0 of 2 people found the following review helpful
5.0 out of 5 stars Five Stars 14 Mar. 2015
By Nayely Arredondo - Published on
Format: Paperback Verified Purchase
The book arrived ok and it was not dammaged at all
6 of 9 people found the following review helpful
5.0 out of 5 stars Consult the Genius of the Place 16 May 2005
By Alexander Schulman - Published on
Format: Paperback
When I first started reading this collection, I thought that eighteenth century poetry was dry and inferior to later forms of literature, especially when compared with the innovations of the twentieth century. After delving deeply into some of Pope's major poems, I realized how wrong I was. Pope's wit was astounding, and he was a true poetic genius in his ability to capture concepts and arguments in beautifully rendered images and metaphors. His abilities are best summarized in these famous lines from his "Essay on Criticism": "True wit is nature to advantage dressed, / What oft was thought, but ne'er so well expressed."

I was often surprised by Pope's ability to articulate ideas that had occurred to me, but I was never able to articulate myself. It is a testament to Pope's insight into the human condition that his lines still ring true three hundred years since their first appearance. The subtle, complex ideas found in his poetry will expand your thoughts in ways you never though possible, especially if you have never experienced poetry from this period before.

For me, some of the highlights from this collection are "The Rape of the Lock", a beautifully detailed mock-epic steeped in the material culture of the eighteenth century; "Windsor Forest", a topographical poem that encodes and critiques the history of England in a description of its landscape; "Epistle to Burlington", a stinging criticism of "false taste"; and "Eloisa to Abelard", an emotionally wrenching letter of tragic medieval romance. For those interested in the writing and critiquing of literature (admittedly, not everyone), the brilliant "Essay on Criticism" will be the standout piece here, with its vast complexities and beautiful imagery. Furthermore, the detailed notes in the back of this edition should fill you in on any historical or literary references that will assist in your interpretation of the poems.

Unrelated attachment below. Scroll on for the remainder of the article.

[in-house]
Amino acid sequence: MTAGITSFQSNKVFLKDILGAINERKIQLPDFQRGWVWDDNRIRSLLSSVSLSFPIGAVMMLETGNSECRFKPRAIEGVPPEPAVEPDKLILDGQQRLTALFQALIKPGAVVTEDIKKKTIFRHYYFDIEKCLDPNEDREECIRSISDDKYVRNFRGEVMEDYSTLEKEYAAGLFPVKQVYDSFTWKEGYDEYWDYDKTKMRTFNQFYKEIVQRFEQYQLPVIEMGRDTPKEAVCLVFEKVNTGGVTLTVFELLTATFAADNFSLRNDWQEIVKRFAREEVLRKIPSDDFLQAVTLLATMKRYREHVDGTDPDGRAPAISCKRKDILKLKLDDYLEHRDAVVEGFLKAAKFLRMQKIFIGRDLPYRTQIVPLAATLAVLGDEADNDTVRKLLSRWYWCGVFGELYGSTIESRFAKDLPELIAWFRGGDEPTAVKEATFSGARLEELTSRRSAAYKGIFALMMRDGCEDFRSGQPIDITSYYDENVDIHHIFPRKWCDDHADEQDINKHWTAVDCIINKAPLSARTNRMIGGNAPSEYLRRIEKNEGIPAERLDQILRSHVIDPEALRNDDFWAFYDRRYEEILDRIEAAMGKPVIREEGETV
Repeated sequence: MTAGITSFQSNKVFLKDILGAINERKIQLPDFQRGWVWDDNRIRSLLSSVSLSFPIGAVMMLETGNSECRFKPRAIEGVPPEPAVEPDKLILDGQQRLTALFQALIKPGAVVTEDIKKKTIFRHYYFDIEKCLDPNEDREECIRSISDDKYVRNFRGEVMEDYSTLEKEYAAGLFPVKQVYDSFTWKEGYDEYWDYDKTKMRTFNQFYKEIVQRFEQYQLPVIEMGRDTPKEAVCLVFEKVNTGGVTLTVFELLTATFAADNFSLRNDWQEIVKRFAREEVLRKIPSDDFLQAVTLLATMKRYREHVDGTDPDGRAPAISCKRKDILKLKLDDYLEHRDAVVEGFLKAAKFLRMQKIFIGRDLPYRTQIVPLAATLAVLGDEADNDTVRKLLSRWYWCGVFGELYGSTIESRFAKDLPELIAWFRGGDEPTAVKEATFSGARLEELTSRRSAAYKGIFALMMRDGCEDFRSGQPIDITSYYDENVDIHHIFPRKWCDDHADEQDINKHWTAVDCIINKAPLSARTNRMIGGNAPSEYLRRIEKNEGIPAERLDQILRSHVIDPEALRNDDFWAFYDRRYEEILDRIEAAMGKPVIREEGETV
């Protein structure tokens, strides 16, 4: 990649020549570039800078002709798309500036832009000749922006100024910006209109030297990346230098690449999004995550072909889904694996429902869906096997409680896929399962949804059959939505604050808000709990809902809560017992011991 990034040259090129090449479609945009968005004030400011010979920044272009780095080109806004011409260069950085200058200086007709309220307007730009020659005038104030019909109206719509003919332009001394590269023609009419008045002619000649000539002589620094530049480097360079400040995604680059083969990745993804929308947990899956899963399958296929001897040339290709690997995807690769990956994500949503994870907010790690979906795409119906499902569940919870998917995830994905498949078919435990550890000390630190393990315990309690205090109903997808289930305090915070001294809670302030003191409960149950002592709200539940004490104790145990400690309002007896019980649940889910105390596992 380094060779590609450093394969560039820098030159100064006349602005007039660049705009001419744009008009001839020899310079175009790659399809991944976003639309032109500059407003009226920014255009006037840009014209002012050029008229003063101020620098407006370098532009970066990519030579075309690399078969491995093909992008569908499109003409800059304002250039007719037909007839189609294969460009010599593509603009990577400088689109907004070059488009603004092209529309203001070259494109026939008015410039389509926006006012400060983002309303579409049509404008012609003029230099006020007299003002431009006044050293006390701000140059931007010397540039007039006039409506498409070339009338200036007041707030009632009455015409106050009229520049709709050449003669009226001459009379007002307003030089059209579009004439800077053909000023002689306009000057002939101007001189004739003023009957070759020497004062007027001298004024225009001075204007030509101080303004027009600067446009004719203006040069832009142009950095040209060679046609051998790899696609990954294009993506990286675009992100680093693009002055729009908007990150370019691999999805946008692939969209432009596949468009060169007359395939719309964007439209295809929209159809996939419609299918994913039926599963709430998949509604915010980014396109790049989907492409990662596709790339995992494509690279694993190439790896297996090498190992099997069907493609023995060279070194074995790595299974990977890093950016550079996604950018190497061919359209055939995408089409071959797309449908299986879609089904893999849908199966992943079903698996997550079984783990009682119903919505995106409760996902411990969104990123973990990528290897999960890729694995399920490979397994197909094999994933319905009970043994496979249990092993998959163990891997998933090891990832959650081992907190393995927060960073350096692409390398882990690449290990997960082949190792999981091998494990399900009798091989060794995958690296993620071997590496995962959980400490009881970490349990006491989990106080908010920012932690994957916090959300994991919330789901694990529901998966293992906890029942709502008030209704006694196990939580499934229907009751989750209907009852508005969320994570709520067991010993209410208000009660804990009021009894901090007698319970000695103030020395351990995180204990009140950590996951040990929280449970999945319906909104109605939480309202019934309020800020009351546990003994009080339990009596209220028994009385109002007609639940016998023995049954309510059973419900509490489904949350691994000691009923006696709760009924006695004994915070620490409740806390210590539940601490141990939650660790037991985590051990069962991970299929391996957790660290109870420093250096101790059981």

This edition is an amazing introduction to the poetry of one of the greatest writers in the English language, and a good first step into a fascinating period of literature. Don't be afraid! Read this book!
1 of 2 people found the following review helpful
4.0 out of 5 stars A good selection. 21 Aug. 2012
By drohan00 - Published on
Format: Paperback
Some people may carp about missing one poem or the other, I would have liked better cuttings of his Odyssey and Iliad translations, but I know that the editors only had limited space.

All of the Pope is needed here for instructional purposes. I really like that the Pastorals are included, because that is the initial Pope, and builds into the rest. You get the Essay on Criticism, a good cutting from the Essay on Man, and the entire Rape of the Lock.

In total this collection is really good. I do not agree with all the editors have chosen, but there are comprehensive anthologies out there. For a beginner, or the new student of Pope and neo-classicism, this book is a fine start.
5 of 11 people found the following review helpful
5.0 out of 5 stars Step aside Byron, Dryden, and Shelley 8 Aug. 2005
By Pascal Hagge - Published on
Format: Paperback
Step aside Byron, Dryden, and Shelley Words are not enough to describe the great pope, I have read the works of many poets but none come close to Pope. Practically self educated he puts words in such a way and with such wit, that you often feel and say "That is so true, so beautifully described"........ take a minute and contemplate on the below. A great Master

1. Some in search of wisdom, lose their common sense and then turn critics in their own defense.

2. Men deal with their life as children with their play, who first misuse then cast their toys away.

3. Launch not beyond your depth but be discreet , and mark the point were sense and dulness meet.

4. A man should never be ashamed to own he has been in the wrong which is but saying, in other words that he is wiser today than he was yesterday.
1.0 out of 5 stars Look Elsewhere 13 Feb. 2016
By Shandyist - Published on
Format: Paperback Verified Purchase
Notes are minimal. No general reader or conscientious undergraduate will be able to read this text without a tablet on the desk to look up Pope's places, names, and allusions. Useless as a teaching text or general reader. As an exercise in Pope Lite, this text fails utterly.